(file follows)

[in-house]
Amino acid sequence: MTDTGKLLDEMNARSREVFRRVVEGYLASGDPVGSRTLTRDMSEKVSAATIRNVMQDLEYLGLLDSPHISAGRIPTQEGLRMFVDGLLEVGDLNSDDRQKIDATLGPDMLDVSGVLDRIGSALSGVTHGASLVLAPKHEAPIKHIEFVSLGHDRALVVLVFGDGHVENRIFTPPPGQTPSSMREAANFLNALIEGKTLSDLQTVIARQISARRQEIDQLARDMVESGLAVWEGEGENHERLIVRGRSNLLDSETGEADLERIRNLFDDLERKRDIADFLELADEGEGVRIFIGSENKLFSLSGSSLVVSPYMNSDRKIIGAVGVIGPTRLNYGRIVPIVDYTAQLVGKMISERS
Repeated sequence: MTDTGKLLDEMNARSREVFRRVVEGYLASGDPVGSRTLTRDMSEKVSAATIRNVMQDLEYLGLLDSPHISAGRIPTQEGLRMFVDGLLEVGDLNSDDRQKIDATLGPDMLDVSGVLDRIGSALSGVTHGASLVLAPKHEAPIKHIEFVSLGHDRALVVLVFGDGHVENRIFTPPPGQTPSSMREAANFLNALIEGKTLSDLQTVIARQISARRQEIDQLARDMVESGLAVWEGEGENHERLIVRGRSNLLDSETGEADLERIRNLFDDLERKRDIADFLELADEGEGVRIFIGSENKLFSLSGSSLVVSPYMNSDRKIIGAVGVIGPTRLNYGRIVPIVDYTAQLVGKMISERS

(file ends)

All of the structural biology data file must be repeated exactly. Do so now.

[in-house]
Amino acid sequence: MTDTGKLLDEMNARSREVFRRVVEGYLASGDPVGSRTLTRDMSEKVSAATIRNVMQDLEYLGLLDSPHISAGRIPTQEGLRMFVDGLLEVGDLNSDDRQKIDATLGPDMLDVSGVLDRIGSALSGVTHGASLVLAPKHEAPIKHIEFVSLGHDRALVVLVFGDGHVENRIFTPPPGQTPSSMREAANFLNALIEGKTLSDLQTVIARQISARRQEIDQLARDMVESGLAVWEGEGENHERLIVRGRSNLLDSETGEADLERIRNLFDDLERKRDIADFLELADEGEGVRIFIGSENKLFSLSGSSLVVSPYMNSDRKIIGAVGVIGPTRLNYGRIVPIVDYTAQLVGKMISERS
Repeated sequence: MTDTGKLLDEMNARSREVFRRVVEGYLASGDPVGSRTLTRDMSEKVSAATIRNVMQDLEYLGLLDSPHISAGRIPTQEGLRMFVDGLLEVGDLNSDDRQKIDATLGPDMLDVSGVLDRIGSALSGVTHGASLVLAPKHEAPIKHIEFVSLGHDRALVVLVFGDGHVENRIFTPPPGQTPSSMREAANFLNALIEGKTLSDLQTVIARQISARRQEIDQLARDMVESGLAVWEGEGENHERLIVRGRSNLLDSETGEADLERIRNLFDDLERKRDIADFLELADEGEGVRIFIGSENKLFSLSGSSLVVSPYMNSDRKIIGAVGVIGPTRLNYGRIVPIVDYTAQLVGKMISERS